At the same time, though, you know that you can never fully cut yourself off from your ex. The two of you are parents, and you will always have kids together. Is it possible to get along for the sake of the children? What do you need to know about co-parenting?

Changing custody: When your child ages

As your child gets older, there may be a need to change your custody arrangements. Children often need more one-on-one time with their parents when they're young but are happier to begin branching out as they age. It's a good idea to review your custody arrangements in Washington D.C. when they appear to no longer suit your situation, so that you can continue to provide the best care possible.

There's no defined rule on how often you should review your custody schedule, but it's a good idea to do so with any major life changes and if your child has shown dissatisfaction with the current schedule.

Work through the details of your divorce in mediation

Deciding to divorce is a big decision, as it will change your life in many ways. Before you go your separate ways in Washington D.C., it's critical to carefully move through the divorce process.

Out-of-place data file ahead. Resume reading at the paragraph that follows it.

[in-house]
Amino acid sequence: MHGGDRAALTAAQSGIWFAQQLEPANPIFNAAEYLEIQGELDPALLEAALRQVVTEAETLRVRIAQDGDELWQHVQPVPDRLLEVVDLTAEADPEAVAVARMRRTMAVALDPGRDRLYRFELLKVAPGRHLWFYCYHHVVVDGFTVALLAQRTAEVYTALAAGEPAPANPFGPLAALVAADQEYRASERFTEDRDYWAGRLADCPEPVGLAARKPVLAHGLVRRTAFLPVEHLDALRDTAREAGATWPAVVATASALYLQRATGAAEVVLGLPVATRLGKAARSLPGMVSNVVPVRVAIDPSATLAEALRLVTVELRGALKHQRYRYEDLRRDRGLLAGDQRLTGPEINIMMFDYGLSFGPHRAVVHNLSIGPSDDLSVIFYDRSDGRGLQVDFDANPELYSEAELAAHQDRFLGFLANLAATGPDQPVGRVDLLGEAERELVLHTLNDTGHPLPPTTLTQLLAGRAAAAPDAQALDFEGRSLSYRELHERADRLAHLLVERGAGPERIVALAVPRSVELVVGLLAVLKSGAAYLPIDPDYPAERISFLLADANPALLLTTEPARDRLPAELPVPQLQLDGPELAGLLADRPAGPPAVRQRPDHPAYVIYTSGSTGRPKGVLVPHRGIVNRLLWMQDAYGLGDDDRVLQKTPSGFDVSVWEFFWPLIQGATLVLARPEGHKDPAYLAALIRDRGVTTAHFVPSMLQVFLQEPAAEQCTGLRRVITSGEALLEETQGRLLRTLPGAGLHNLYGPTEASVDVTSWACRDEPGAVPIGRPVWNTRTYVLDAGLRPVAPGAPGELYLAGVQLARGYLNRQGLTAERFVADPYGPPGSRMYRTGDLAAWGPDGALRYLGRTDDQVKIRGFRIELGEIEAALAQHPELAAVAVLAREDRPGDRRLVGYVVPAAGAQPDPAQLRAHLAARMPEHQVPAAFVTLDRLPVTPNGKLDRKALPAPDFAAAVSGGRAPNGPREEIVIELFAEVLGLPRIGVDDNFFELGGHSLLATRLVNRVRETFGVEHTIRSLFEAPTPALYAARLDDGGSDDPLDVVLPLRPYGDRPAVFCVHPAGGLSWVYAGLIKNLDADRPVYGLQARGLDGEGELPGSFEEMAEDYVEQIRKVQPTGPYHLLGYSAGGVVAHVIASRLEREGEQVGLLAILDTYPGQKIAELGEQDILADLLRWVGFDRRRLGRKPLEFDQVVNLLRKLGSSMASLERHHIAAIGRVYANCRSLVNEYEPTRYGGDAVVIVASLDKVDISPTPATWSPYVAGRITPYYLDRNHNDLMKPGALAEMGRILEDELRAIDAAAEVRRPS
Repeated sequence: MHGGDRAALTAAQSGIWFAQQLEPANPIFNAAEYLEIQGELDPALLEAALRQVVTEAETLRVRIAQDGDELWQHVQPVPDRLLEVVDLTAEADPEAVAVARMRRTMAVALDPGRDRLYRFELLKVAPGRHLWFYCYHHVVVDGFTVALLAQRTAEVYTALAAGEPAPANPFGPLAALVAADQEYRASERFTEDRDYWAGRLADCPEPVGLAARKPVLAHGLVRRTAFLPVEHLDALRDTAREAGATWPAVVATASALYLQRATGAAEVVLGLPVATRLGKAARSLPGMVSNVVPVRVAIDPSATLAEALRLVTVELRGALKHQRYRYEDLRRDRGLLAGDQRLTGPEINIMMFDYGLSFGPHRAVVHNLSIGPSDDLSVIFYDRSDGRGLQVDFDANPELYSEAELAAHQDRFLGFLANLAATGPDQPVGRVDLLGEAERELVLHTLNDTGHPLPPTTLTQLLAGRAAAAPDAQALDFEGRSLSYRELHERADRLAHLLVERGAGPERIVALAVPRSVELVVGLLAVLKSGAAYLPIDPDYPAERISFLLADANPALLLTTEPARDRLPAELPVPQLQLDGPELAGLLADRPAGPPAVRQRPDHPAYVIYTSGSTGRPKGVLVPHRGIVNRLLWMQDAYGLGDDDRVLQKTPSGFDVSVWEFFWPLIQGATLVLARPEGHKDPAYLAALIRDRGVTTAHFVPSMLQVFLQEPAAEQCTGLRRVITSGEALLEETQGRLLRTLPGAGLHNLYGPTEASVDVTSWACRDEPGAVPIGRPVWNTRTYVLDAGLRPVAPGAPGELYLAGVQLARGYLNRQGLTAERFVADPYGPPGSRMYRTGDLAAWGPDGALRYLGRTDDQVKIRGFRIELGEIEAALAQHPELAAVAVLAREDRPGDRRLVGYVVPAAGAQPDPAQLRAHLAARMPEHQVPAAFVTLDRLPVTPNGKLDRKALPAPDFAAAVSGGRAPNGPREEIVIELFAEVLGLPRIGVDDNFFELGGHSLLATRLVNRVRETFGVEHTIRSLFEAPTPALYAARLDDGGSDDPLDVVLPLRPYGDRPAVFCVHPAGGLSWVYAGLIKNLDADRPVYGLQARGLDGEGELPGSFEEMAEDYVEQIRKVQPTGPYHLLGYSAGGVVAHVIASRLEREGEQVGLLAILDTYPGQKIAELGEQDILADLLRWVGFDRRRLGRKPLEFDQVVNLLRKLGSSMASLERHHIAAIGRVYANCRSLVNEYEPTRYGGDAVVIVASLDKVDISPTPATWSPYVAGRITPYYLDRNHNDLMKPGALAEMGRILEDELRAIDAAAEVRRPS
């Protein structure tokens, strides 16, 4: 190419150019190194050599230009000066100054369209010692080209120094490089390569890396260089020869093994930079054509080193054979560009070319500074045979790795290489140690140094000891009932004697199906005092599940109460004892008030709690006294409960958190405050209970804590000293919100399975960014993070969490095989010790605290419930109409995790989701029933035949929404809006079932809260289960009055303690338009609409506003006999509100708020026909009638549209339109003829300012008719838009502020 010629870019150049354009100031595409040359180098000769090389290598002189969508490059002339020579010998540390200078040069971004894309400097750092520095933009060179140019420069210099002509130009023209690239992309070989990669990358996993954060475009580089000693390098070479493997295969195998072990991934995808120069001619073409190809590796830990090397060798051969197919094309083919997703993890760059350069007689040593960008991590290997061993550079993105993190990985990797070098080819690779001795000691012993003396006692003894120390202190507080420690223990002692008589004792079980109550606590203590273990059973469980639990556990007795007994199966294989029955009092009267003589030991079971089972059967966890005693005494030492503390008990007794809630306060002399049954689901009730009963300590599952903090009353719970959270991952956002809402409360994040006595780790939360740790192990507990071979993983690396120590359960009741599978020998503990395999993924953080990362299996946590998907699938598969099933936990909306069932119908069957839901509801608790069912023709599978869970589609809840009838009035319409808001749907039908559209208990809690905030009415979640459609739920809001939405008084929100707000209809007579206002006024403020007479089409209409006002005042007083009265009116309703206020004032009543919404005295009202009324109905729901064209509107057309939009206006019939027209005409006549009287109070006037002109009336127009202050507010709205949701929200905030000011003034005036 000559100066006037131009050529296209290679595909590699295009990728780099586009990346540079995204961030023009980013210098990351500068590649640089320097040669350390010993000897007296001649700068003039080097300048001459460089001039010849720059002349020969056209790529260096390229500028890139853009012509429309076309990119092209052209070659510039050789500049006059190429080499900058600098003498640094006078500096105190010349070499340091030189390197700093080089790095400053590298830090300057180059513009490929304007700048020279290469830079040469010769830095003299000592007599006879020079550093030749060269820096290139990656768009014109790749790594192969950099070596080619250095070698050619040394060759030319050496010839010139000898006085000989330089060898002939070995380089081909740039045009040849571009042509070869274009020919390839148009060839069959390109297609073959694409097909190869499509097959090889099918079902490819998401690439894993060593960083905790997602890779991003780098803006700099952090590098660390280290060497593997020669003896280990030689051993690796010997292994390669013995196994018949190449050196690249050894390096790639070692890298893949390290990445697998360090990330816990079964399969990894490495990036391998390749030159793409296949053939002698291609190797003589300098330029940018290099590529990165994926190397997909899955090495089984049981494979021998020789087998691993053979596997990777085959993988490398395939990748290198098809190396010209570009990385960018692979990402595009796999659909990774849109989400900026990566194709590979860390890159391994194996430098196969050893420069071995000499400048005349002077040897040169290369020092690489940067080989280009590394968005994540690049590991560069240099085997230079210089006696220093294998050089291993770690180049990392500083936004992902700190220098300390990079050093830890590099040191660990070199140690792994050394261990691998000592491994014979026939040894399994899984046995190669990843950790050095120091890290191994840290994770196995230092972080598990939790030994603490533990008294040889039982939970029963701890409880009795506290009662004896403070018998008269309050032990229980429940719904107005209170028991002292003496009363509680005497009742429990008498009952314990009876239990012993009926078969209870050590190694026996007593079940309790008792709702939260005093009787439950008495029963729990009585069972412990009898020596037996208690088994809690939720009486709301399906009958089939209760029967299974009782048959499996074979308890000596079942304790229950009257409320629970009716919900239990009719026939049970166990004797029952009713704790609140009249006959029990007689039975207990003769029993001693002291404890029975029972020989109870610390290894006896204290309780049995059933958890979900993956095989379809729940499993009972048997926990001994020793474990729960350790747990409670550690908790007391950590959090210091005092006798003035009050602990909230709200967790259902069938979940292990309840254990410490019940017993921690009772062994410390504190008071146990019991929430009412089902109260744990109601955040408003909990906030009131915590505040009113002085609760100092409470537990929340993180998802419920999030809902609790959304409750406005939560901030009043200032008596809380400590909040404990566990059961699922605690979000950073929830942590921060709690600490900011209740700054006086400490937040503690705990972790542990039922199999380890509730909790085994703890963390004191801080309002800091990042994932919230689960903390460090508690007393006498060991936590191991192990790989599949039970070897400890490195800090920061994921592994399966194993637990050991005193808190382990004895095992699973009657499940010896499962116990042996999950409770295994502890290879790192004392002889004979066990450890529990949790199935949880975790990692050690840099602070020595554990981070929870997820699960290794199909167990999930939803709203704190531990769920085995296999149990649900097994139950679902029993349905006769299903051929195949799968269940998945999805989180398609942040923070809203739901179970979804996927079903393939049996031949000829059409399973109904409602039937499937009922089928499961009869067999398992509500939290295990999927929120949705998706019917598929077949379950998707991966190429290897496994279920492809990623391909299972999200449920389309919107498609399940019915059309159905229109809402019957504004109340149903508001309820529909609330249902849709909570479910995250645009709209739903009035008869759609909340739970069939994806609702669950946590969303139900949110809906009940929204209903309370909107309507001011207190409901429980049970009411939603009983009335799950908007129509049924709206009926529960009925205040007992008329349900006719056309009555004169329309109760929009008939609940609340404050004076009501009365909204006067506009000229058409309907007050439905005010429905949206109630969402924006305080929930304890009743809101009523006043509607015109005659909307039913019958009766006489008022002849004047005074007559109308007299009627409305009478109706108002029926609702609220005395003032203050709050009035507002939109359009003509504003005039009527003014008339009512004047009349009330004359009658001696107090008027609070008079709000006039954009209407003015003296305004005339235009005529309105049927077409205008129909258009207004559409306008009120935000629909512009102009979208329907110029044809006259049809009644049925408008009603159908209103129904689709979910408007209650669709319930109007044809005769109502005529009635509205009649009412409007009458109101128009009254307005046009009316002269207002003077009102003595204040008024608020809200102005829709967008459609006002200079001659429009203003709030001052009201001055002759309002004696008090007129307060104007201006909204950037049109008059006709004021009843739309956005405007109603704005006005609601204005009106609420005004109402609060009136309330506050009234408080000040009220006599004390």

While some couples end up in court, others are able to work through the details of their divorce in mediation. There are many goals of doing so, including:

  • Minimizing hostility
  • Avoiding the stress and expense typically associated with litigation
  • Creating an equitable divorce agreement

Don't want to go to court? Negotiate with your spouse

Many people know that the last thing they want to do during their divorce is go through hearings to get a judge to make decisions for them. In most cases, it's unnecessary, too.

People have the ability to find common ground and to make their decisions in ways that are respectful and informed. However, divorce can add an element of frustration and stress that impacts the way people look at their options and how they want to treat their ex-spouses.

Need to tell your kids about divorce? Here's how to do it

You and your spouse spend weeks talking about potentially getting a divorce. You mull it over. You go to couples counseling. You talk to your friends and other family members.

In the end, you decide to split up. There's only one step left: Somehow, you need to tell the kids. They have no idea, and you know it's really going to change their world. How should you do it? Here are a few tips that can help:

Are you and your ex-spouse good candidates for joint custody?

The decision to break up with your spouse is rarely a speedy one to make when children are involved. However, if you're in the throes of a toxic marriage, you might want to consider whether your children are better off if you and your spouse go your separate ways.

In the end, if you decide to follow through with your break-up plans, you'll need to determine how you and your spouse will share child custody. One growing trend is for parents to share joint physical custody.